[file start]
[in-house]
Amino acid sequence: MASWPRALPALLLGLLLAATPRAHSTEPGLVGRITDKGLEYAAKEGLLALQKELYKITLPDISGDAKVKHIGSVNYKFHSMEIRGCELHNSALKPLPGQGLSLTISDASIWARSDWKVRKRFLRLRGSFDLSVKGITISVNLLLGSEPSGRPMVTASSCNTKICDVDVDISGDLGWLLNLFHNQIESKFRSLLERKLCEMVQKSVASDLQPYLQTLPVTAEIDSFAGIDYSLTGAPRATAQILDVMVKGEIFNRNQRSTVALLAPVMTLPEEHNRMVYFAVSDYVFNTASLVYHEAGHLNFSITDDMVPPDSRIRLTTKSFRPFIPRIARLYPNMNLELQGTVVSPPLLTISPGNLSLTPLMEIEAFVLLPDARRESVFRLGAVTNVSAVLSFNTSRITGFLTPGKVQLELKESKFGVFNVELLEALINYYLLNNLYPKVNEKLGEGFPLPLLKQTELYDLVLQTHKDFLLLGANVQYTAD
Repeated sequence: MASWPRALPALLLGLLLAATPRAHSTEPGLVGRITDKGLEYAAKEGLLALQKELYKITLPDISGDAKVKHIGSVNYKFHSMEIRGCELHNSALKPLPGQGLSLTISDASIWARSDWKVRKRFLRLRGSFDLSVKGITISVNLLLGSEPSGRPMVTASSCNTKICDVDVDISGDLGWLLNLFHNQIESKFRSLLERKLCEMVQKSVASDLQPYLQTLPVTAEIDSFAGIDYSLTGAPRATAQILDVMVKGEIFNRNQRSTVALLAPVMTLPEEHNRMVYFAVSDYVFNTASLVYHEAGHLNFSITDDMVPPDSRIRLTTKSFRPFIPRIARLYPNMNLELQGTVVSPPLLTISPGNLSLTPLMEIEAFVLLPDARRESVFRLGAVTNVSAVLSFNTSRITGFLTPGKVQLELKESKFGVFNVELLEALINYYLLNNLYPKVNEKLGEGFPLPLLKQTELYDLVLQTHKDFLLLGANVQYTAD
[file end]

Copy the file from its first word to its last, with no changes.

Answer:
[in-house]
Amino acid sequence: MASWPRALPALLLGLLLAATPRAHSTEPGLVGRITDKGLEYAAKEGLLALQKELYKITLPDISGDAKVKHIGSVNYKFHSMEIRGCELHNSALKPLPGQGLSLTISDASIWARSDWKVRKRFLRLRGSFDLSVKGITISVNLLLGSEPSGRPMVTASSCNTKICDVDVDISGDLGWLLNLFHNQIESKFRSLLERKLCEMVQKSVASDLQPYLQTLPVTAEIDSFAGIDYSLTGAPRATAQILDVMVKGEIFNRNQRSTVALLAPVMTLPEEHNRMVYFAVSDYVFNTASLVYHEAGHLNFSITDDMVPPDSRIRLTTKSFRPFIPRIARLYPNMNLELQGTVVSPPLLTISPGNLSLTPLMEIEAFVLLPDARRESVFRLGAVTNVSAVLSFNTSRITGFLTPGKVQLELKESKFGVFNVELLEALINYYLLNNLYPKVNEKLGEGFPLPLLKQTELYDLVLQTHKDFLLLGANVQYTAD
Repeated sequence: MASWPRALPALLLGLLLAATPRAHSTEPGLVGRITDKGLEYAAKEGLLALQKELYKITLPDISGDAKVKHIGSVNYKFHSMEIRGCELHNSALKPLPGQGLSLTISDASIWARSDWKVRKRFLRLRGSFDLSVKGITISVNLLLGSEPSGRPMVTASSCNTKICDVDVDISGDLGWLLNLFHNQIESKFRSLLERKLCEMVQKSVASDLQPYLQTLPVTAEIDSFAGIDYSLTGAPRATAQILDVMVKGEIFNRNQRSTVALLAPVMTLPEEHNRMVYFAVSDYVFNTASLVYHEAGHLNFSITDDMVPPDSRIRLTTKSFRPFIPRIARLYPNMNLELQGTVVSPPLLTISPGNLSLTPLMEIEAFVLLPDARRESVFRLGAVTNVSAVLSFNTSRITGFLTPGKVQLELKESKFGVFNVELLEALINYYLLNNLYPKVNEKLGEGFPLPLLKQTELYDLVLQTHKDFLLLGANVQYTAD